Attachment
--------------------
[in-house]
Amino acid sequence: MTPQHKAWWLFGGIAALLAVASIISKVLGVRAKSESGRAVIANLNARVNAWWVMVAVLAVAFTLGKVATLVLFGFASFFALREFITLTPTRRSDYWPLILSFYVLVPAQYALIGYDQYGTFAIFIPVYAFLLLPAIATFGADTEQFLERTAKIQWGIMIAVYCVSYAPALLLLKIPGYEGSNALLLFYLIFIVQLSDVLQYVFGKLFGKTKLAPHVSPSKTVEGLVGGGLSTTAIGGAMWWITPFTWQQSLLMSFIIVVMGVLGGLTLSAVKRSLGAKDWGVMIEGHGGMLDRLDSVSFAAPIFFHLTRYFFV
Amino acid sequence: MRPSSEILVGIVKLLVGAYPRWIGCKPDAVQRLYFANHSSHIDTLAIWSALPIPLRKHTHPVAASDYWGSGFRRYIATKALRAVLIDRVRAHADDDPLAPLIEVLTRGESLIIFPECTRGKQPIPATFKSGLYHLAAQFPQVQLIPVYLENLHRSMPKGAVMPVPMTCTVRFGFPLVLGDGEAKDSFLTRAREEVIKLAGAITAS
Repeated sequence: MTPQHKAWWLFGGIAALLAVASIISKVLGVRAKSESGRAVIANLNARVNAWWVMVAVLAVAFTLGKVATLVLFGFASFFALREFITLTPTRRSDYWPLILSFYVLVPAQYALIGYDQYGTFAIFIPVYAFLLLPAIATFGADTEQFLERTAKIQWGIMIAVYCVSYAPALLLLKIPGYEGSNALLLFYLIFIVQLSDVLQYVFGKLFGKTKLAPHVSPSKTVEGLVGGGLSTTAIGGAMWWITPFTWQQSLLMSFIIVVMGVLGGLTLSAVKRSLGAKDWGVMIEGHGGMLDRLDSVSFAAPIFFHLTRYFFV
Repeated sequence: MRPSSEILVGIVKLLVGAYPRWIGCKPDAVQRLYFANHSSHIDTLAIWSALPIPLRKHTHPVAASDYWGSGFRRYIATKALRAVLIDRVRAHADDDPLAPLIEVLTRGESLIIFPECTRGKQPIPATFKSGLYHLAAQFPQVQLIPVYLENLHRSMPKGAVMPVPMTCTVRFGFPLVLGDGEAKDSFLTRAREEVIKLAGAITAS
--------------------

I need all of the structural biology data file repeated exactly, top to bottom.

[in-house]
Amino acid sequence: MTPQHKAWWLFGGIAALLAVASIISKVLGVRAKSESGRAVIANLNARVNAWWVMVAVLAVAFTLGKVATLVLFGFASFFALREFITLTPTRRSDYWPLILSFYVLVPAQYALIGYDQYGTFAIFIPVYAFLLLPAIATFGADTEQFLERTAKIQWGIMIAVYCVSYAPALLLLKIPGYEGSNALLLFYLIFIVQLSDVLQYVFGKLFGKTKLAPHVSPSKTVEGLVGGGLSTTAIGGAMWWITPFTWQQSLLMSFIIVVMGVLGGLTLSAVKRSLGAKDWGVMIEGHGGMLDRLDSVSFAAPIFFHLTRYFFV
Amino acid sequence: MRPSSEILVGIVKLLVGAYPRWIGCKPDAVQRLYFANHSSHIDTLAIWSALPIPLRKHTHPVAASDYWGSGFRRYIATKALRAVLIDRVRAHADDDPLAPLIEVLTRGESLIIFPECTRGKQPIPATFKSGLYHLAAQFPQVQLIPVYLENLHRSMPKGAVMPVPMTCTVRFGFPLVLGDGEAKDSFLTRAREEVIKLAGAITAS
Repeated sequence: MTPQHKAWWLFGGIAALLAVASIISKVLGVRAKSESGRAVIANLNARVNAWWVMVAVLAVAFTLGKVATLVLFGFASFFALREFITLTPTRRSDYWPLILSFYVLVPAQYALIGYDQYGTFAIFIPVYAFLLLPAIATFGADTEQFLERTAKIQWGIMIAVYCVSYAPALLLLKIPGYEGSNALLLFYLIFIVQLSDVLQYVFGKLFGKTKLAPHVSPSKTVEGLVGGGLSTTAIGGAMWWITPFTWQQSLLMSFIIVVMGVLGGLTLSAVKRSLGAKDWGVMIEGHGGMLDRLDSVSFAAPIFFHLTRYFFV
Repeated sequence: MRPSSEILVGIVKLLVGAYPRWIGCKPDAVQRLYFANHSSHIDTLAIWSALPIPLRKHTHPVAASDYWGSGFRRYIATKALRAVLIDRVRAHADDDPLAPLIEVLTRGESLIIFPECTRGKQPIPATFKSGLYHLAAQFPQVQLIPVYLENLHRSMPKGAVMPVPMTCTVRFGFPLVLGDGEAKDSFLTRAREEVIKLAGAITAS